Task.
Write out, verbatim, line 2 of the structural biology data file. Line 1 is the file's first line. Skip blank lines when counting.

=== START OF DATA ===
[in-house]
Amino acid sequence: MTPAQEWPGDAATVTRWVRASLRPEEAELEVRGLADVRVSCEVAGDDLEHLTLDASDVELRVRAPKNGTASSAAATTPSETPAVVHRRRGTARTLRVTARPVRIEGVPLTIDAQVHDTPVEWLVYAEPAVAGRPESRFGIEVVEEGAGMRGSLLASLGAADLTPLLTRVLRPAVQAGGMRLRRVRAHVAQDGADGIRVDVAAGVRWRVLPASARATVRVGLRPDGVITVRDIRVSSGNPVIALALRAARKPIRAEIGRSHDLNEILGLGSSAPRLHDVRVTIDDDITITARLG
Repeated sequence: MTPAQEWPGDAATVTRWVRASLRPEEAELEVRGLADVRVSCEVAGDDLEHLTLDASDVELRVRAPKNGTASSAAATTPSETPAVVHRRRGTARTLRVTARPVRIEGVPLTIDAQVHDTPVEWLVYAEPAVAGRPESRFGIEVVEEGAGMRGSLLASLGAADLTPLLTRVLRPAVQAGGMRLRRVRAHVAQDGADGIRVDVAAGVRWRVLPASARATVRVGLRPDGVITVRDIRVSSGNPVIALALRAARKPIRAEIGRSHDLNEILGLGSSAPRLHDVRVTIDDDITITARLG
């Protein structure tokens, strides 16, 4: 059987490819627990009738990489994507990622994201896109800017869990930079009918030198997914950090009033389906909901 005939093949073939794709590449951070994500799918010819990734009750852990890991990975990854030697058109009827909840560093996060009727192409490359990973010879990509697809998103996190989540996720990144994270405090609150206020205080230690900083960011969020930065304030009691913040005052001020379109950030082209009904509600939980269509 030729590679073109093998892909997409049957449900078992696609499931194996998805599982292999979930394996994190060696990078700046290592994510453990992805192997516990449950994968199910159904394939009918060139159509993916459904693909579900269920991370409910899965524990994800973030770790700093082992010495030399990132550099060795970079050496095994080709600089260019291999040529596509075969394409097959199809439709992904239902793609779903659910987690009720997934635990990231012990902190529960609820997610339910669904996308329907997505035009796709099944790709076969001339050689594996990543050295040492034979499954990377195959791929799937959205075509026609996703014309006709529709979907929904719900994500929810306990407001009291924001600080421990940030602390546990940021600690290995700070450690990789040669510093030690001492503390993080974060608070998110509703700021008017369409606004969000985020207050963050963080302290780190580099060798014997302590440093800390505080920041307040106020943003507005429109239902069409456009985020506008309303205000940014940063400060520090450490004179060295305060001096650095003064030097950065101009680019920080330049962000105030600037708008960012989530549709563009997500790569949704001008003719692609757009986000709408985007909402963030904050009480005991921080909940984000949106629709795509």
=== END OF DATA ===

Amino acid sequence: MTPAQEWPGDAATVTRWVRASLRPEEAELEVRGLADVRVSCEVAGDDLEHLTLDASDVELRVRAPKNGTASSAAATTPSETPAVVHRRRGTARTLRVTARPVRIEGVPLTIDAQVHDTPVEWLVYAEPAVAGRPESRFGIEVVEEGAGMRGSLLASLGAADLTPLLTRVLRPAVQAGGMRLRRVRAHVAQDGADGIRVDVAAGVRWRVLPASARATVRVGLRPDGVITVRDIRVSSGNPVIALALRAARKPIRAEIGRSHDLNEILGLGSSAPRLHDVRVTIDDDITITARLG